Four years ago, Mr. Adelson supported Rudolph W. Giuliani’s presidential bid, but he and Mr. Romney have been friendly for years. Mr. Romney showed up here at Mr. Adelson’s side in one of his first 2011 campaign appearances, during a gathering of the Republican Jewish Coalition.
A friend of Mr. Romney’s, speaking on the condition of anonymity, said Mr. Romney did not begrudge Mr. Adelson’s initial $5 million donation to the pro-Gingrich group, given Mr. Adelson’s known loyalty. But Mr. Romney was said to have been deeply stung by a second $5 million donation, from Mr. Adelson’s wife, Miriam. And the group’s harsh attacks against Mr. Romney were said to have upset Mr. Romney’s wife, Ann, though his aides said she was inured to them.
All of this has led some Gingrich supporters to accuse Romney of trying to “cut off” funding for the Gingrich campaign and its SuperPAC, as if there’s something wrong with that. Sorry, my friends, this is politics. If Romney and his surrogates convince Adelson that it’s time to stop funding the insane clown circus that is the Newt Gingrich for President Campaign and unite behind the inevitable nominee, that’s all part of the game. As one former President was quoted as saying, if you can’t stand the heat, get out of the kitchen.
Meanwhile, it appears that Gingrich has other financial problems mounting in his campaign:
Newt Gingrich’s campaign remains roughly $600,000 in debt, two months after it reported deep debts and a long list of creditors, newly released campaign spending records show.
Fundraising by the former House speaker’s campaign has stepped up markedly since then and Gingrich just last month cut by half the $1.2 million owed in October 2010. Still, several outstanding creditors remain.
At the end of last year, he owed a total of $1.19 million — nearly a half-million dollars of that to InfoCision, an Ohio-based telemarketing firm that specializes in fundraising for conservative political, Christian and nonprofit groups. Two months earlier, Gingrich owed roughly the same amount to another key vendor, Moby Dick Airlines , which provides charter flights for the candidate and his top aides to travel across the country for campaign stops.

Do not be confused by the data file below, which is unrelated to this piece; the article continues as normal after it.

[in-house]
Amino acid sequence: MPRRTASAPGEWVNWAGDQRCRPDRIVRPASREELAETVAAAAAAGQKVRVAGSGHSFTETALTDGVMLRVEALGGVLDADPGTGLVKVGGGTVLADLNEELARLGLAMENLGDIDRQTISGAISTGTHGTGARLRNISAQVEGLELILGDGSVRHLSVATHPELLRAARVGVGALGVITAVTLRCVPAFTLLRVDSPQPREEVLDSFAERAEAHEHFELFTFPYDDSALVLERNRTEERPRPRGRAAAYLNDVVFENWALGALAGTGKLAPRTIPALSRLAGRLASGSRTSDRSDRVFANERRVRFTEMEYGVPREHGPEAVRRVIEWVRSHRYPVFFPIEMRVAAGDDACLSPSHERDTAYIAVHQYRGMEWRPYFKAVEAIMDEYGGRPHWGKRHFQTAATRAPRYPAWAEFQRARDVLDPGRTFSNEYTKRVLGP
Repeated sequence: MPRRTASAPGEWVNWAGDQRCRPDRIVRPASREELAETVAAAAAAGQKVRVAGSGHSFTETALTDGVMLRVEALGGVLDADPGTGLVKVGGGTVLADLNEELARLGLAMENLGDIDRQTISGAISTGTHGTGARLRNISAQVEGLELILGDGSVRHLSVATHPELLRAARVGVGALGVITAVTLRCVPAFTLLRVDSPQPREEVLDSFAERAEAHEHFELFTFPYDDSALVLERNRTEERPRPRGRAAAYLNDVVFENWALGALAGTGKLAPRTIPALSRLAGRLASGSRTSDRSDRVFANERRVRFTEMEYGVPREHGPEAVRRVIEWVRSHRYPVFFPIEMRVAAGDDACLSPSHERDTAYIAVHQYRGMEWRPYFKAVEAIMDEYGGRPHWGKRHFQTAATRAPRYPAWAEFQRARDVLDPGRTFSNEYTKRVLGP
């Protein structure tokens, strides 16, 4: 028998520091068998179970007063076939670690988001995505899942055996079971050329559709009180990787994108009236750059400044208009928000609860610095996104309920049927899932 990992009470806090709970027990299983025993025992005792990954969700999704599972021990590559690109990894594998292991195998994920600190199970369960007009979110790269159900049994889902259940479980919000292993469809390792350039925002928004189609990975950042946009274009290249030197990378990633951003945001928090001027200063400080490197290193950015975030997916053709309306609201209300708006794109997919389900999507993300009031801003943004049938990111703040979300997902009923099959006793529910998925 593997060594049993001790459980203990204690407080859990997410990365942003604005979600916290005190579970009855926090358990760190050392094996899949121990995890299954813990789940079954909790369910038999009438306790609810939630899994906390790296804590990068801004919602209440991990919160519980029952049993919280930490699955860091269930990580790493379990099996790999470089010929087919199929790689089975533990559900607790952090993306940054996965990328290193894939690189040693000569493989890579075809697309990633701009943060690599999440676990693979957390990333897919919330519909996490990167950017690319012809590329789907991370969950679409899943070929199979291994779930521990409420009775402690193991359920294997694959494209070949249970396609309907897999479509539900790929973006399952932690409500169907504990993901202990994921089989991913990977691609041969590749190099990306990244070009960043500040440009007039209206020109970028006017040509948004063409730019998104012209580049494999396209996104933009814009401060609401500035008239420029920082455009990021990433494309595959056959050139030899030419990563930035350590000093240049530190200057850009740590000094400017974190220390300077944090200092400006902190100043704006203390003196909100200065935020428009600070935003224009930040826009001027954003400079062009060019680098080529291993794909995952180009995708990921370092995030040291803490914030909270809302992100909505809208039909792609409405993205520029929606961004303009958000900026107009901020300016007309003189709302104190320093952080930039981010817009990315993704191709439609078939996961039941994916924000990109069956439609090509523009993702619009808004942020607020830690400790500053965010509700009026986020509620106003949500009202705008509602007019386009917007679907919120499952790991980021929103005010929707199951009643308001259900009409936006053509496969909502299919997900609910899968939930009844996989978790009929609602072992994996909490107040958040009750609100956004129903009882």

Gingrich’s campaign has made a big dent in that debt: InfoCision officials said late last month that the campaign paid off its $471,000 bill in full.
Gingrich also reported paying a sizable amount to himself and his companies, which his spokesman said amounted to reimbursements for campaign expenses.
The campaign paid $67,000 to Gingrich Productions, led by his wife, Callista Gingrich, for “web hosting” and “e-mail hosting.” The Gingrich campaign paid the candidate $47,000 for a political donor list, and $206,000 in reimbursement for assorted travel and food expenses that Gingrich covered for himself and his staff.
Gingrich campaign adviser R.C. Hammond said the campaign repaid Gingrich for what he spent on campaign-related food, lodging and travel for himself and staff.
“Gingrich Productions was reimbursed for Web site and e-mail hosting — no profit was made,” Hammond said.
Perhaps the money problems are the reason Newt was so grumpy last night.